Digital connections are offering new ways for emergency workers to respond to natural disasters and outbreaks of disease. Take geographic information system (GIS) mapping. According to National Geographic, it took less than 48 hours after the May 2015 Nepal earthquake for a global network of GIS-equipped volunteers to provide precise directions to relief workers on the ground. Later last year, the South Korean government used mapping technology to quickly locate, quarantine and treat individuals suspected of being infected with Middle East Respiratory Syndrome (MERS). The decisive action has been credited with thwarting a MERS pandemic in Seoul — and helping calm residents’ fears about the virus.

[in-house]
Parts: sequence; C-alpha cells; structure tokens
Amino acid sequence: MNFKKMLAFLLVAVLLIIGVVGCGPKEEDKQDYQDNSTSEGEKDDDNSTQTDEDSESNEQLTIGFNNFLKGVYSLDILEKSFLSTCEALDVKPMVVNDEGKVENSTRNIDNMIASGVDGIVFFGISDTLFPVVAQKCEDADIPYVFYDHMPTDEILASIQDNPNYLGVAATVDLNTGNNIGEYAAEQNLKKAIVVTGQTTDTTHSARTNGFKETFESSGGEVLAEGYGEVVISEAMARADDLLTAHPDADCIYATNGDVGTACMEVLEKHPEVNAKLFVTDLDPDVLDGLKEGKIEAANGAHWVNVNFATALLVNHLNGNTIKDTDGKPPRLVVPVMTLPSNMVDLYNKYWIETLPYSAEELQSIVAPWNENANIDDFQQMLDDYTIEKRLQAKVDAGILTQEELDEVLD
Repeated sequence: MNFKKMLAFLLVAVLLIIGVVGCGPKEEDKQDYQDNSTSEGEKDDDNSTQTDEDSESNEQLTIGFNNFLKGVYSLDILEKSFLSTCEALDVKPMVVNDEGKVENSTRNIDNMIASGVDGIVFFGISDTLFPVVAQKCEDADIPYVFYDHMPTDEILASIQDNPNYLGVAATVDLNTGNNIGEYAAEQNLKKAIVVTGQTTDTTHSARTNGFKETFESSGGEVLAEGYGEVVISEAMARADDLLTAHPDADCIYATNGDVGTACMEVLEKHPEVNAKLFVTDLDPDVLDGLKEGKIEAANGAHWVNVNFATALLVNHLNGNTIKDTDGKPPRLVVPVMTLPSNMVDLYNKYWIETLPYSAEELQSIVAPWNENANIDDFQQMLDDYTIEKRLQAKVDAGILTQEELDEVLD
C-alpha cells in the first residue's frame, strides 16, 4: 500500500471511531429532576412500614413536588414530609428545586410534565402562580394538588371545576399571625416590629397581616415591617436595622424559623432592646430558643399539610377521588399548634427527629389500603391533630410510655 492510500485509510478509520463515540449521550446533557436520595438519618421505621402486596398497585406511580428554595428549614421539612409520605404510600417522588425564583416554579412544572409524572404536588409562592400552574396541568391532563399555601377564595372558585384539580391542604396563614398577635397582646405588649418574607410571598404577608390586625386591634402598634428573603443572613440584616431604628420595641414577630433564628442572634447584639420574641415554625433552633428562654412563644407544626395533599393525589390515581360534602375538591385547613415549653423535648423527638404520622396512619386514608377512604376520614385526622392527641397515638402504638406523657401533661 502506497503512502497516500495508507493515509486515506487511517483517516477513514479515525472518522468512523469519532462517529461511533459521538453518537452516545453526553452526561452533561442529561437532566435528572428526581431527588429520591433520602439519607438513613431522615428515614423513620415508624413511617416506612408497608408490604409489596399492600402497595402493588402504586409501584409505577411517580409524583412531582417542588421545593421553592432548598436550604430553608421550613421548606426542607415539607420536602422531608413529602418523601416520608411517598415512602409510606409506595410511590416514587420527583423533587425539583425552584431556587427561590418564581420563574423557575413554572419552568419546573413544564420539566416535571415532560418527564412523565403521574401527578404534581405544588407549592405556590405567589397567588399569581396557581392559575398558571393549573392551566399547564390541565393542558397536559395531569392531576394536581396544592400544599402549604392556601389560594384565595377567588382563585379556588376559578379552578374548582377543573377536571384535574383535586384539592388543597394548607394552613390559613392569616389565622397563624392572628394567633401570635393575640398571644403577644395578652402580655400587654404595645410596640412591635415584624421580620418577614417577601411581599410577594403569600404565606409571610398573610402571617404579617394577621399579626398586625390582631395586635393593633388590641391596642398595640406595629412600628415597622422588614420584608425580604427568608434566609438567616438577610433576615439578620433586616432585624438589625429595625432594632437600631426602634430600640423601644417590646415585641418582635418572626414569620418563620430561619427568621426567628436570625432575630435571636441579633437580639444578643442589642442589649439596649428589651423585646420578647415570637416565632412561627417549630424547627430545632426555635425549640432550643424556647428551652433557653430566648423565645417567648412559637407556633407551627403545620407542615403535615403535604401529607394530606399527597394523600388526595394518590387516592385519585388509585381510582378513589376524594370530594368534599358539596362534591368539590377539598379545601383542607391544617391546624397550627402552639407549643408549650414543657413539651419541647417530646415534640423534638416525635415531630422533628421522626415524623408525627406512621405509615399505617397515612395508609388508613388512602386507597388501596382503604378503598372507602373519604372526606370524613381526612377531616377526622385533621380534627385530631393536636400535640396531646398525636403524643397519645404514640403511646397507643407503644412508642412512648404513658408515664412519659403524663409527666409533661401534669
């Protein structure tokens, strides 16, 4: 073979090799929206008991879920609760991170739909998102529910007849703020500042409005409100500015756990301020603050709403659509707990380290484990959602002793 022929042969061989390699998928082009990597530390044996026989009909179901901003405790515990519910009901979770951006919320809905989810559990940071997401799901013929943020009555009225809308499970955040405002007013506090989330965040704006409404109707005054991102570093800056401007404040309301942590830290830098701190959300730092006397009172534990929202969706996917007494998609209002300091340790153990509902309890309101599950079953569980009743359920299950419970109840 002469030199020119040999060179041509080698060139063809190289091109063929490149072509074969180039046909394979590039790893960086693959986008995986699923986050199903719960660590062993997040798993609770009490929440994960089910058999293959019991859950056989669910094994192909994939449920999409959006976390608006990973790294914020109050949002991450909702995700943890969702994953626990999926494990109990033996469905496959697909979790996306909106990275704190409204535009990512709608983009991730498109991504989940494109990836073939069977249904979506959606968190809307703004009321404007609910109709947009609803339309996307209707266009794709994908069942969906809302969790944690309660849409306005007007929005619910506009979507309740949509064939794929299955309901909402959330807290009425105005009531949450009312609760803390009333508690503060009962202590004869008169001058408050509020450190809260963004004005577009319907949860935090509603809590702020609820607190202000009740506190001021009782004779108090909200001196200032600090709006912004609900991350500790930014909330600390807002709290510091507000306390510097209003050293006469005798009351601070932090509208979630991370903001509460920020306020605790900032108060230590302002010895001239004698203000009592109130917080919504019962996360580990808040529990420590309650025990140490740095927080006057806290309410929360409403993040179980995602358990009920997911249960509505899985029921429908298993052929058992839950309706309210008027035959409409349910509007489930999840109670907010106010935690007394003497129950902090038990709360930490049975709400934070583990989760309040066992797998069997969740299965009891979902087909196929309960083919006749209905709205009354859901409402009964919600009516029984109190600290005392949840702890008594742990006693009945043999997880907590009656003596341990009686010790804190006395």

One of the most innovative users of GIS mapping is California-based Direct Relief. The medical philanthropy nonprofit maps and visualizes channels of aid and medical material distribution. Its goal: Provide relief workers with what the company terms an “understanding of specific conditions to aid in disaster preparedness and for transparency and accountability” to donors. It’s an example of how digital technology can help make disaster-relief agencies more effective for both the people they serve and those who donate.